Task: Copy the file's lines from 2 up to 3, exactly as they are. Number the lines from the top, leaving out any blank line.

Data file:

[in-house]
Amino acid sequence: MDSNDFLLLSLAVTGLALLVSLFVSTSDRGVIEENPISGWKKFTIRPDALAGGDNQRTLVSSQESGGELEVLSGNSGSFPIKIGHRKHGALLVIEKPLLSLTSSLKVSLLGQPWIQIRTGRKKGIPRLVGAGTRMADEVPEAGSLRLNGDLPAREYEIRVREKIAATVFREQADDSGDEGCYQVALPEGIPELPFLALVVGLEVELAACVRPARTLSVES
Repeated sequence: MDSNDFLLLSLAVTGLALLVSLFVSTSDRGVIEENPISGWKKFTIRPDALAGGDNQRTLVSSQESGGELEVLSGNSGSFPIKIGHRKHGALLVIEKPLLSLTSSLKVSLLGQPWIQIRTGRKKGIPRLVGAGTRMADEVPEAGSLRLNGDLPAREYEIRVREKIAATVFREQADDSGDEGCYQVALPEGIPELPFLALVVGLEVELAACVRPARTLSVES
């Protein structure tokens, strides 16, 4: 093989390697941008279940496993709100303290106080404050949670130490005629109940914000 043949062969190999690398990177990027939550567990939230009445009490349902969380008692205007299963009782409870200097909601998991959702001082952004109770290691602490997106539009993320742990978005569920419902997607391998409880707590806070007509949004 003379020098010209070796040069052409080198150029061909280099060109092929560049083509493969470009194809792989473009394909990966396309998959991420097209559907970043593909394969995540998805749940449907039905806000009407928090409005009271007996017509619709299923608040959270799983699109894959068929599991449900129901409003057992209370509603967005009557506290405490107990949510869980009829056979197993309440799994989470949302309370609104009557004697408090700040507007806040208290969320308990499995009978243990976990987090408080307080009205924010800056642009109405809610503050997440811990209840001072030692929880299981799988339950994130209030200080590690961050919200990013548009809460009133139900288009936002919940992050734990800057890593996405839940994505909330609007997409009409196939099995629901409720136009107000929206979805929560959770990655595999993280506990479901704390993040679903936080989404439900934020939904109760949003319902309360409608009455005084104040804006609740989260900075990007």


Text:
Amino acid sequence: MDSNDFLLLSLAVTGLALLVSLFVSTSDRGVIEENPISGWKKFTIRPDALAGGDNQRTLVSSQESGGELEVLSGNSGSFPIKIGHRKHGALLVIEKPLLSLTSSLKVSLLGQPWIQIRTGRKKGIPRLVGAGTRMADEVPEAGSLRLNGDLPAREYEIRVREKIAATVFREQADDSGDEGCYQVALPEGIPELPFLALVVGLEVELAACVRPARTLSVES
Repeated sequence: MDSNDFLLLSLAVTGLALLVSLFVSTSDRGVIEENPISGWKKFTIRPDALAGGDNQRTLVSSQESGGELEVLSGNSGSFPIKIGHRKHGALLVIEKPLLSLTSSLKVSLLGQPWIQIRTGRKKGIPRLVGAGTRMADEVPEAGSLRLNGDLPAREYEIRVREKIAATVFREQADDSGDEGCYQVALPEGIPELPFLALVVGLEVELAACVRPARTLSVES